BY SHANE BLATT
The Atlanta Journal-Constitution
It's a drive-through that doesn't serve fast food. Just a soothing voice -- and a prayer.
AJC Snellville United Methodist Church members Wyndie Powell (left) and Susan White wave to drivers on U.S. 78 while promoting the church's drive-through prayer. It's the second time the church has conducted the alternative prayer service.
As thousands of drivers whizzed along U.S. 78 late one afternoon this week, about 25 vehicles pulled under the portico at Snellville United Methodist Church. Perhaps the drivers were laid off from their job, recently divorced or just diagnosed with cancer. Or were just driving.
Whatever the circumstance, congregation members leaned in, listened and shared a prayer from 4 to 6 p.m. at the church's second drive-through prayer session, an outreach practiced by fewer than a dozen churches nationwide, senior pastor Dr. Richard Hunter said.
"We figure with so many people dealing with work issues, employment, family, that if they're driving home from work, they may want a comforting ear," Hunter said. "Many people right now are hopeless and looking for hope. So we put out the signs to let people know if they need a prayer, we're here."
The 15 or so congregation members didn't ask for names or donations. The drive-through service was free, open to anyone of any religion and typically lasted five to 10 minutes.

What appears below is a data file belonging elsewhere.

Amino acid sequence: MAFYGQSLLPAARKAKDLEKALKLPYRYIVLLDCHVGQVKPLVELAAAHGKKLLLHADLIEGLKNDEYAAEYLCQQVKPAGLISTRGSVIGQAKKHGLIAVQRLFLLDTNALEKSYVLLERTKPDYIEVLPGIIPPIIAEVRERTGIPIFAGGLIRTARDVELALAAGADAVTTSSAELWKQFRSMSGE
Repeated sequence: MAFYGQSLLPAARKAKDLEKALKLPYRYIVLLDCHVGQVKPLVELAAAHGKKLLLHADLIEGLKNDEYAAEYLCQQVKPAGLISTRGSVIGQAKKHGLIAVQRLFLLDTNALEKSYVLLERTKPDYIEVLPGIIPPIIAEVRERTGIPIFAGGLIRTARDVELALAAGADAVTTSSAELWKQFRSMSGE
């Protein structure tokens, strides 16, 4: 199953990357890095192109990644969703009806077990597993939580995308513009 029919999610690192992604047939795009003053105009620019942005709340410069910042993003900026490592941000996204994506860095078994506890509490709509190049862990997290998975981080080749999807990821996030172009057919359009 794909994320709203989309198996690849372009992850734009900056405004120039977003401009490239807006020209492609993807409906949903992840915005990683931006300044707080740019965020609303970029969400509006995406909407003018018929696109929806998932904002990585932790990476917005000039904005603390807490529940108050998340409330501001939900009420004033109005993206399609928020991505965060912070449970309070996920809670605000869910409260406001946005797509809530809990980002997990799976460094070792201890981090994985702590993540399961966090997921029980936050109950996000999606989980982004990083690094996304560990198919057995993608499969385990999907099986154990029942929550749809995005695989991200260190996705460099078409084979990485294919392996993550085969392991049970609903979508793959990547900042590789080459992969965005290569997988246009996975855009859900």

"I always feel better when I know someone's praying with me or for me," said Wyndie Powell, who waved to passing cars while helping hold a sign that read: "Need prayer? Next right."
Hunter said the idea came from a church magazine that exalted the practice as a way to minister to communities. Snellville UMC, he said, wanted to reach out to folks who might not otherwise venture inside the gray stone building across from City Hall.
"When you have an impressive structure like this, with the tall steeple and stain-glassed windows, people used to perceive that as very inviting and open," he said. "That has changed. What we find now is, we have to meet people where they are."
Dr. Ron Johnson, professor of mission and evangelism at Mercer University, said that while drive-through prayer was taking place in other regions such as Arizona and Texas, he doesn't believe it's a big trend.
"It's certainly not what you call mainstream at this point," Johnson said. "What typically is happening, I think, it's appealing to those people who are very uncomfortable about going to church. It gives people an anonymous kind of outlet."
The church's first drive-through was in December, when about 20 vehicles filed through. The event was so successful, Hunter said, the church plans to hold the service four times a year, though the next date has yet to be set.
"I think anything that gets people to at least consider God is a good thing," said Snellville Councilman Tod Warner, who honked his horn while driving past the church. "It's an innovative and interesting way to get the message out. In these days, we need more of it."
This article was originally printed in the Atlanta Journal Constitution’s Gwinnett County News. It has been reproduced with permission from the publisher.